Last week, Indiana Governor Eric Holcomb vetoed a bill that would limit gubernatorial authority in declaring emergencies. The bill would allow the General Assembly to call itself into an emergency session, with the idea that the legislature could then vote to end, or otherwise limit, a governor’s emergency powers. Although both the legislature and the governor’s office are controlled by Republicans, the legislature has apparently wearied of the governor’s repeated renewals of the state’s emergency status in the name of managing the effects of the covid-19 virus.
The legislature could still override the veto. In Indiana, an override requires only a majority vote.
If the legislature does so, it won’t be the first state to override a governor’s veto on this front.

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Biden’s New Budget Plan Means Trump-Era Mega Spending Will Continue

April 11, 2021

The reality of federal spending under Donald Trump did much to put to rest the obviously wrong and long-disproved notion that Republicans are the political party of “fiscal responsibility.” With George W. Bush and Ronald Reagan, it was pretty much “full speed ahead” as far as federal spending was concerned. Under George W. Bush, some of the biggest budget-busting years were those during which the Republicans also controlled Congress.
Trump, of course, carried the GOP’s spendthrift tradition far beyond any old levels in dramatic fashion, calling for untrammeled deficit spending, money printing, and a series of multitrillion-dollar bailout and “stimulus” packages.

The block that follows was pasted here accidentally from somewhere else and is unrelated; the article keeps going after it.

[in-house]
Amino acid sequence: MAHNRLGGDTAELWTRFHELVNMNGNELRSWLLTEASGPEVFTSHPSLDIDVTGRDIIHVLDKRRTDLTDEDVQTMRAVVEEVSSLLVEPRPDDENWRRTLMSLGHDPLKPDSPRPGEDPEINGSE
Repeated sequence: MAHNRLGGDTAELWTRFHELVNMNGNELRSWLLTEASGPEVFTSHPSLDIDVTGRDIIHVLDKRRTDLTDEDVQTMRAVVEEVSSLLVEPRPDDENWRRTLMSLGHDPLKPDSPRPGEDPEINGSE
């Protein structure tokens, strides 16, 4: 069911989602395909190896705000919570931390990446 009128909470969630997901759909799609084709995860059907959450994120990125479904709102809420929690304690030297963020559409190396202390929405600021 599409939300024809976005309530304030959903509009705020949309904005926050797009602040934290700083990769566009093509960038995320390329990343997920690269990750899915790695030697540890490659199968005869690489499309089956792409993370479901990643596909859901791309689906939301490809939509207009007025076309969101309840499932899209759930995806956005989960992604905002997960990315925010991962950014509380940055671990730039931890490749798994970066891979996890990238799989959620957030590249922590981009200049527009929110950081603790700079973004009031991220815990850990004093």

This time around, there’s little reason to assume the Democrats will depart from the GOP trend. After

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They Said Things Would Be Much Worse in States without Lockdowns. They Were Wrong.

March 20, 2021

Like nearly all US states, Georgia imposed a stay-at-home order in March 2020 in response to demands from public health officials claiming a stay-at-home order would lessen total deaths from covid-19.
But unlike most states, Georgia ended its stay-at-home order after only five weeks, and proceeded to lower other restrictions quickly.
The legacy media responded with furious opposition. For example, an article in The Atlantic declared the end of Georgia’s lockdown to be an “experiment in human sacrifice.” The Guardian approvingly quoted one Georgian who insisted the end of the stay-at-home order was “reckless, premature and dangerous.”
A few weeks later, other states began to end their stay-at-home orders and to end other restrictions as well. Florida was the

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Rothbard Week: 5 Great Things About Murray